Angiographic Profile and Treadmill Test Relationship of Women with Chest Pain Suggestive of Coronary Artery Disease


Aim: The aim of present study was to analyze the prevalence and pattern of coronary artery disease (CAD) among women who underwent coronary angiography (CAG) and Treadmill Test (TMT). Methods: A total of 100 consecutive women patients for coronary angiogram were studied at Department of Cardiology, Government Medical College, Kottayam, Kerala, India on over a period of 6 months from February 2008. Total 65 women completed TMT stress test. The patients were subjected to CAG and TMT. Data were analyzed by using SPSS 20.0 software. Results: A total of 100 women patients were included. Among that 66% patients had hypertension and 47% patients had diabetes mellitus. The CAG revealed the presence of 17%, 13% and 15% of single vessel disease, double vessel disease, and triple vessel disease respectively. Vessel involvements were notably higher in positive TMT values during stress test. The sensitivity and specificity of TMT for detecting coronary artery disease in women were 61% and 69% respectively. Conclusion: It is concluded that, the findings of the present study effectively demonstrated higher predictive value of TMT in women with chest pain suggestive of CAD.

Share and Cite:

George, S. (2017) Angiographic Profile and Treadmill Test Relationship of Women with Chest Pain Suggestive of Coronary Artery Disease. World Journal of Cardiovascular Diseases, 7, 225-232. doi: 10.4236/wjcd.2017.78021.

1. Introduction

Coronary artery disease (CAD) is a leading cause of morbidity and mortality in human beings. Previously it was considered as a disease of Western Nations, but now it is equally prevalent in developed and developing nations [1] . Globally, there has been a significant rise in the proportion of women suffer from CAD over the last few decades. The causes for this evolutionary change may be genetic or environmental factors. The preliminary step was to identify these changes using angiographic profiles of women suffering from CAD. In addition, exercise stress test or “Treadmill Test” (TMT) remains a cost-effective and widely applicable approach for assessing myocardial ischemia, but has a relatively low specificity and sensitivity, mainly in single and double vessel disease [2] [3] . The prevalence and pattern of CAD in women who underwent coronary angiography (CAG) and TMT was very less.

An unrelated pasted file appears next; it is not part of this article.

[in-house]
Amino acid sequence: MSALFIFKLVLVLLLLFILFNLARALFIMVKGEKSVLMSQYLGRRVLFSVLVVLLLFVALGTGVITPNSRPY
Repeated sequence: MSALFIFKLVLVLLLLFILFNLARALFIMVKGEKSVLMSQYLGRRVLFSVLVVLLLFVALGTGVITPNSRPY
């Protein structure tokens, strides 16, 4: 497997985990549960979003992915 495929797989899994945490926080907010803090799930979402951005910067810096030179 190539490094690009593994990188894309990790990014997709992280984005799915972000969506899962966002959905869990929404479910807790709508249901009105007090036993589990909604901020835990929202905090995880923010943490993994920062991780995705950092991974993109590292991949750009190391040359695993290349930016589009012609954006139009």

When symptoms are atypical or non-specific, TMT in women has a relatively low analytical tools yield for CAD compared with men. Therefore, there was need of angiographic prevalence and pattern of CAD in women. The earlier researcher reported that 70% of sensitivity and 61% of specificity of TMT for detection of CAD in women [4] . Stenosis of the left main coronary artery (LMCA) is a comparatively rare but significant cause of augmented morbidity and mortality among patients with CAD. Left anterior descending (LAD) is the most commonly affected vessel, followed by LCX and RCA, and LMCA was the least involved vessel [5] .

During exercise, catecholamine was released predominantly in women, which could potentiate coronary vasospasm and enhance the frequency of abnormal exercise. False positive results have been represented commonly during menses and pre-ovulation. The previous finding from a meta-analysis elucidated that a specificity of 70% suggests false positivity of approximately 30% in TMT positive patients [4] .

The aim of the present study was to analyze the coronary artery profile using coronary angiography and treadmill test in CAD and/or chest pain women patients.

2. Material and Method

This study was conducted on one hundred consecutive women patients who have chest pain conducted for coronary angiogram at Department of Cardiology, Government Medical College, Kottayam, Kerala, India over a period of 6 months from February 2008.